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The World Lit Reading Tour

In 1978 Weissner convinced Bukowski to capitalize on his popularity in Germany with a reading tour. Ferlinghetti commissioned Bukowski to write a book about this trip—Shakespeare Never Did This. With photos by Michael Montfort, it reads almost like a commissioned travel article. But as Gay Brewer has detailed, it actually cobbles together two separate trips. The second one was to France a year later (covered below). Brewer notes that this is a book about a business trip that “offers a deceptive and typically pragmatic reason” for combining the two excursions. Said Bukowski “I do get them mixed up because of all the heavy drinking.”79 It was nonetheless a new type of gatekeeping.

Bukowski, his girlfriend, and the photographer arrived in Frankfurt on May 7, 1978. They went to Mannheim to see Weissner and spent ten days with him visiting such tourist sites as Heidelberg. Monfort snapped photos every day. On the way to Mannheim’s castle, Bukowski writes that he “was led to a book store there that had almost all of my books.” He felt a bit embarrassed, especially when the “old gal” who was clerking “ran out and told me ‘You are the man I always love!’ ”80

We may assume that Weissner understood the cultural significance of Hamburg for a prodigal son’s return. The city had been bombed severely in World War II and, like Berlin and Dresden, had a conflicted collective sense of PTSD and deserved punishment. As Susanne Vees-Gulani has detailed, there was a substantial literature on the subject by the time Bukowski appeared.81 Gunter Grass, Hans Eric Nossack, and Gerd Ledig were among the German writers who had weighed the crimes committed against the punishment inflicted. Could such trauma be tamed through mere words, by testimony? Was Bukowski complicit in this somehow? Nothing is entirely clear except the aptness of Weissner’s promotional instincts.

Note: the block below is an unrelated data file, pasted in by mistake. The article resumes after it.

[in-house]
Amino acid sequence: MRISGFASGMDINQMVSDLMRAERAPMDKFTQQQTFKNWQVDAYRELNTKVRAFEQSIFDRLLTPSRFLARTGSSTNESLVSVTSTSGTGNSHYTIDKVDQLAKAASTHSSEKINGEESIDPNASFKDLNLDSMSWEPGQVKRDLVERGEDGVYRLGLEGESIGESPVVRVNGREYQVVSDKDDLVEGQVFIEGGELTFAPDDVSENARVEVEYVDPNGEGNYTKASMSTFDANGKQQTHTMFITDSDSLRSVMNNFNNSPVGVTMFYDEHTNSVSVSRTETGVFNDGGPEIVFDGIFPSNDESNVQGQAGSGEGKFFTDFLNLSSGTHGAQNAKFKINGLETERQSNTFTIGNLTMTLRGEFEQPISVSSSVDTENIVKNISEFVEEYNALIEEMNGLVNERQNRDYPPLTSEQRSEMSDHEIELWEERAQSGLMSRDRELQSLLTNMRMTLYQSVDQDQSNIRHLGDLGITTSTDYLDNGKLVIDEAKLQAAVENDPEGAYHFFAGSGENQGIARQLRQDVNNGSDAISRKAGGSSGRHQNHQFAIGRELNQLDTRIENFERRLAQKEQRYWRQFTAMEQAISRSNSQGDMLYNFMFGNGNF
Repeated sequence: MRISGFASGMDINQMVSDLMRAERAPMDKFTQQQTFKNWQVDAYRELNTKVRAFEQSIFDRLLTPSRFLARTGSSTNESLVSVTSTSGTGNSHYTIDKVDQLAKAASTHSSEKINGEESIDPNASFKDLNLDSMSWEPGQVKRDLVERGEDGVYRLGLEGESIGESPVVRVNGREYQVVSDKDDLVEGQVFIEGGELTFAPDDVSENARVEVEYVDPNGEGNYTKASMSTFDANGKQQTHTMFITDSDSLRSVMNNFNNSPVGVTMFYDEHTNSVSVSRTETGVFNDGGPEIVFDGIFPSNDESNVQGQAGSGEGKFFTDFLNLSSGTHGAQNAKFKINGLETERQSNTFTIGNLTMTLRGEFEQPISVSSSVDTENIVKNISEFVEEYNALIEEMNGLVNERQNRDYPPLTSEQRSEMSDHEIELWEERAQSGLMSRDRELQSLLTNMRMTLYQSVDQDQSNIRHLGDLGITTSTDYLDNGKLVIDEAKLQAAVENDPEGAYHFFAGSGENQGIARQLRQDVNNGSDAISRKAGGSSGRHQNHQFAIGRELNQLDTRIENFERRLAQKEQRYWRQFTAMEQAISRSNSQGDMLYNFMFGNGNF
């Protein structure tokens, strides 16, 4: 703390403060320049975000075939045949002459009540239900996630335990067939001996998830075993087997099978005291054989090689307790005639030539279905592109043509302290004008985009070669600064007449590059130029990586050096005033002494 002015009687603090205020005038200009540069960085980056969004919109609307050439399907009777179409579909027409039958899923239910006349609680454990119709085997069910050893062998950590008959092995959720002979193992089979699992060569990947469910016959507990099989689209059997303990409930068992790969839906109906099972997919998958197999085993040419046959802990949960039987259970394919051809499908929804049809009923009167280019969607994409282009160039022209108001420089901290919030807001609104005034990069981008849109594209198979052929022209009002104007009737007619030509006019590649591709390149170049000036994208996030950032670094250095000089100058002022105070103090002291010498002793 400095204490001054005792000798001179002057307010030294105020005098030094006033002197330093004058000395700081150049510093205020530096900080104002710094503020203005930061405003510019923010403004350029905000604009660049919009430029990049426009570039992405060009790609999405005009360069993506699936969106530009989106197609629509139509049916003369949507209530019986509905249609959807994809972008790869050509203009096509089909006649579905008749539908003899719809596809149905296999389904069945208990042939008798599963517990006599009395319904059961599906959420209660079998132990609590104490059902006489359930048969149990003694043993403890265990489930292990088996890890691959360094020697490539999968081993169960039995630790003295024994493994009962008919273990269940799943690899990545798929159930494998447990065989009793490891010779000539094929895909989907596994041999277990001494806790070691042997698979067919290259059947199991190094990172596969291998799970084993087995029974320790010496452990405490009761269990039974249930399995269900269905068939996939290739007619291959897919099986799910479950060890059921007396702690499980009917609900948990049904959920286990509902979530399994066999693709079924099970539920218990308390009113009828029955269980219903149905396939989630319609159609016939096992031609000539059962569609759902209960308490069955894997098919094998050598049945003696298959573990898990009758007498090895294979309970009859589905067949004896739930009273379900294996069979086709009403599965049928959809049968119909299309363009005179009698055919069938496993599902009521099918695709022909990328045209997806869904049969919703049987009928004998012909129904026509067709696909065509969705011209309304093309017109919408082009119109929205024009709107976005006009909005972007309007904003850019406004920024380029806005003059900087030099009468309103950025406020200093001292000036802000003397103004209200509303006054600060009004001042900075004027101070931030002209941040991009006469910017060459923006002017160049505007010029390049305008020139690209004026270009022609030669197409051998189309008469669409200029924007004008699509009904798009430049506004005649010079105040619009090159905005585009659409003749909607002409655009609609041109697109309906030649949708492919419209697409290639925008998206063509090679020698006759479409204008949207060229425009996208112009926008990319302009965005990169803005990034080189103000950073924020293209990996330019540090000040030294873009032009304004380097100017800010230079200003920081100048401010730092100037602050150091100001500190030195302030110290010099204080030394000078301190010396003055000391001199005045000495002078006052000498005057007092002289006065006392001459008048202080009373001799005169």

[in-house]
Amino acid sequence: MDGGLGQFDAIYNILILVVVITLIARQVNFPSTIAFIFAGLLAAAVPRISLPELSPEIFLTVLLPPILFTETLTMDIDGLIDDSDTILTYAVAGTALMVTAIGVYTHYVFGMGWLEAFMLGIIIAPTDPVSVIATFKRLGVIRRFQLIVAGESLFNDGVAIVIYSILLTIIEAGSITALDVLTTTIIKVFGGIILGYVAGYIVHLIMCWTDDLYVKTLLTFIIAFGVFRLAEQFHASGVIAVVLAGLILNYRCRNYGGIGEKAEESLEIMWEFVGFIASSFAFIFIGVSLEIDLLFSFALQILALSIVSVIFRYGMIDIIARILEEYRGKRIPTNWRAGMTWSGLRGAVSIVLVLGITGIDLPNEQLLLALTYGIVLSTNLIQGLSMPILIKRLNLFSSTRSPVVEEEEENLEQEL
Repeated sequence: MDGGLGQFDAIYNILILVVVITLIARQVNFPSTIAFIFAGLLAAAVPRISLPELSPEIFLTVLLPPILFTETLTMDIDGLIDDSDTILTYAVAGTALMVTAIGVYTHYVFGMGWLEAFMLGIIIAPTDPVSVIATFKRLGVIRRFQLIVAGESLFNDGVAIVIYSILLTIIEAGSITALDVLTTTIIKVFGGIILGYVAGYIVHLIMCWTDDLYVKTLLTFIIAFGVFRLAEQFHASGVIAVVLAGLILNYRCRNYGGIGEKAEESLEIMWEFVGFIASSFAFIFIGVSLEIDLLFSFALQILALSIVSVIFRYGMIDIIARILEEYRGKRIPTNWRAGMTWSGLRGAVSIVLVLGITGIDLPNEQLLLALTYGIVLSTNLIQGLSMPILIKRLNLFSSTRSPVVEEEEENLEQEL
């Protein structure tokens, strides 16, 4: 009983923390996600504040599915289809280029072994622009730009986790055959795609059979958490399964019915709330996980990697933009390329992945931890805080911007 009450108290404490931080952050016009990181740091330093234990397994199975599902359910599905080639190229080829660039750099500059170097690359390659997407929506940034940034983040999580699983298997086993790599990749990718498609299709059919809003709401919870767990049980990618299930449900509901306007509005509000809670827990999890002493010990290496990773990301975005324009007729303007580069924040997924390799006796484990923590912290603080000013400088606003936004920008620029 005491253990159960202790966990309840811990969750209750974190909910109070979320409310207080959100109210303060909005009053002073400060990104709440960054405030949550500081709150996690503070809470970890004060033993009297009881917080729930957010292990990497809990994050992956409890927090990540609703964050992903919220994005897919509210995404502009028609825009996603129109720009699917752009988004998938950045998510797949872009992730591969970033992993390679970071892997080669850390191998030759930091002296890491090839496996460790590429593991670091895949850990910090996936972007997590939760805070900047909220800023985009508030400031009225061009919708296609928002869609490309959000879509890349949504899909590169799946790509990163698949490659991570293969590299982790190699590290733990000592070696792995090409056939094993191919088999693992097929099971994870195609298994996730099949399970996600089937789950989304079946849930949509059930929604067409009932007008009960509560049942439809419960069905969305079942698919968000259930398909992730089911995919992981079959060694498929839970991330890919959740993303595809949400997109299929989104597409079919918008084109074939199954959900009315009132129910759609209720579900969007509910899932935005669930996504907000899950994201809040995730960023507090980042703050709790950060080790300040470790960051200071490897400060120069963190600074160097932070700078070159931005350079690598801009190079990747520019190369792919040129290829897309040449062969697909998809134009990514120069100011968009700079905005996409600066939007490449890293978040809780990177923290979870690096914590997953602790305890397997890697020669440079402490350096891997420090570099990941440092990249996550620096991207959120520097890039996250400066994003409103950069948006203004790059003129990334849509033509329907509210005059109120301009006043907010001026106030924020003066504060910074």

When they arrived in Hamburg, Bukowski got very nervous, because he believed the crowd would not understand English. It was clearly not going to be an ordinary reading—there was a sense of his “return.” As he approached the Markthall, Bukowski saw hundreds of people lined up for tickets, which cost ten deutschmarks each. By that evening his talk was a sell-out, with 1,200 tickets sold and 300 people turned away. When Bukowski walked in, people tried to touch him and chanted his name.82

Bukowski drank away his stage fright and survived a very loud heckler. He thought they understood his English, because “when I read them a laugher- poem they laughed but when I read them a serious poem they applauded strongly.”83 He appears to have had little idea what moved his audience: “A different culture indeed. Perhaps it was losing two major wars in succession, perhaps it was having their cities bombed flat like that, their parents’ cities.”84

 
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